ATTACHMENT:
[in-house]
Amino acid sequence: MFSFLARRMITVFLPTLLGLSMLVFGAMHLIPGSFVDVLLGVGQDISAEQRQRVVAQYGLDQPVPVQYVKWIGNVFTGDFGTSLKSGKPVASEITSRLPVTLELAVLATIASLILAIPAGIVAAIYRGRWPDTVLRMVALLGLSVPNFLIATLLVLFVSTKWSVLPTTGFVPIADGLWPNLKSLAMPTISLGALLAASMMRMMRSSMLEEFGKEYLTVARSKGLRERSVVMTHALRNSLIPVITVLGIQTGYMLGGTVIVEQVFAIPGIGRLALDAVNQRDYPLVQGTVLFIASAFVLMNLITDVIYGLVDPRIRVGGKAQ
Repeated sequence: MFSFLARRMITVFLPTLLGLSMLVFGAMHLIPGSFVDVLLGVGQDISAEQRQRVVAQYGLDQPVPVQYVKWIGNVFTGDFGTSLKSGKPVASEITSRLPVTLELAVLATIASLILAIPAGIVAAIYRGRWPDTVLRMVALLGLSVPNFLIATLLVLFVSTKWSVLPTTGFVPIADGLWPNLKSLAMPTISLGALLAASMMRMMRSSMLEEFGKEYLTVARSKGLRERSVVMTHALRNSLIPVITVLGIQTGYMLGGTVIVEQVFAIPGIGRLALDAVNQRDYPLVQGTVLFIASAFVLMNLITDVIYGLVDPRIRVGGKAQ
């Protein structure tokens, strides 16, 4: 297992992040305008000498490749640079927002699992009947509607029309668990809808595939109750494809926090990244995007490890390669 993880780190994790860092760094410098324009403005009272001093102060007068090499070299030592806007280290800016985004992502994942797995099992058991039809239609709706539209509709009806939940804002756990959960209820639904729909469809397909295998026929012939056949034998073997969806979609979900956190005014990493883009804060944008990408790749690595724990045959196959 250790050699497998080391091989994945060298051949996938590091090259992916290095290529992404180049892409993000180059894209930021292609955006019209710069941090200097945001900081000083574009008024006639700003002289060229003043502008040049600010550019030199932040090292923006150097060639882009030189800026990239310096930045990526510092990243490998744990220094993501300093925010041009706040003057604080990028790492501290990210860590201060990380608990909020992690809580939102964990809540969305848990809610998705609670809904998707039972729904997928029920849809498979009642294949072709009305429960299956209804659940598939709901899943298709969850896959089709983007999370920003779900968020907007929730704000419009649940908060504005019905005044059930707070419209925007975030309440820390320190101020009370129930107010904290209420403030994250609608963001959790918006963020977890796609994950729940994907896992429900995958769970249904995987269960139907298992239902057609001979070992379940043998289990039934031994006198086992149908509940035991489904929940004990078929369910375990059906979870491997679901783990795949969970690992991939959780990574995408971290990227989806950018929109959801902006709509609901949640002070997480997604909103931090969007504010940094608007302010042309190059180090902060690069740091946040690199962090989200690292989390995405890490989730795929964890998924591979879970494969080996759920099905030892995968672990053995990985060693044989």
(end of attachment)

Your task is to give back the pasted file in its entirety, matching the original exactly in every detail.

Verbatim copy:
[in-house]
Amino acid sequence: MFSFLARRMITVFLPTLLGLSMLVFGAMHLIPGSFVDVLLGVGQDISAEQRQRVVAQYGLDQPVPVQYVKWIGNVFTGDFGTSLKSGKPVASEITSRLPVTLELAVLATIASLILAIPAGIVAAIYRGRWPDTVLRMVALLGLSVPNFLIATLLVLFVSTKWSVLPTTGFVPIADGLWPNLKSLAMPTISLGALLAASMMRMMRSSMLEEFGKEYLTVARSKGLRERSVVMTHALRNSLIPVITVLGIQTGYMLGGTVIVEQVFAIPGIGRLALDAVNQRDYPLVQGTVLFIASAFVLMNLITDVIYGLVDPRIRVGGKAQ
Repeated sequence: MFSFLARRMITVFLPTLLGLSMLVFGAMHLIPGSFVDVLLGVGQDISAEQRQRVVAQYGLDQPVPVQYVKWIGNVFTGDFGTSLKSGKPVASEITSRLPVTLELAVLATIASLILAIPAGIVAAIYRGRWPDTVLRMVALLGLSVPNFLIATLLVLFVSTKWSVLPTTGFVPIADGLWPNLKSLAMPTISLGALLAASMMRMMRSSMLEEFGKEYLTVARSKGLRERSVVMTHALRNSLIPVITVLGIQTGYMLGGTVIVEQVFAIPGIGRLALDAVNQRDYPLVQGTVLFIASAFVLMNLITDVIYGLVDPRIRVGGKAQ
């Protein structure tokens, strides 16, 4: 297992992040305008000498490749640079927002699992009947509607029309668990809808595939109750494809926090990244995007490890390669 993880780190994790860092760094410098324009403005009272001093102060007068090499070299030592806007280290800016985004992502994942797995099992058991039809239609709706539209509709009806939940804002756990959960209820639904729909469809397909295998026929012939056949034998073997969806979609979900956190005014990493883009804060944008990408790749690595724990045959196959 250790050699497998080391091989994945060298051949996938590091090259992916290095290529992404180049892409993000180059894209930021292609955006019209710069941090200097945001900081000083574009008024006639700003002289060229003043502008040049600010550019030199932040090292923006150097060639882009030189800026990239310096930045990526510092990243490998744990220094993501300093925010041009706040003057604080990028790492501290990210860590201060990380608990909020992690809580939102964990809540969305848990809610998705609670809904998707039972729904997928029920849809498979009642294949072709009305429960299956209804659940598939709901899943298709969850896959089709983007999370920003779900968020907007929730704000419009649940908060504005019905005044059930707070419209925007975030309440820390320190101020009370129930107010904290209420403030994250609608963001959790918006963020977890796609994950729940994907896992429900995958769970249904995987269960139907298992239902057609001979070992379940043998289990039934031994006198086992149908509940035991489904929940004990078929369910375990059906979870491997679901783990795949969970690992991939959780990574995408971290990227989806950018929109959801902006709509609901949640002070997480997604909103931090969007504010940094608007302010042309190059180090902060690069740091946040690199962090989200690292989390995405890490989730795929964890998924591979879970494969080996759920099905030892995968672990053995990985060693044989």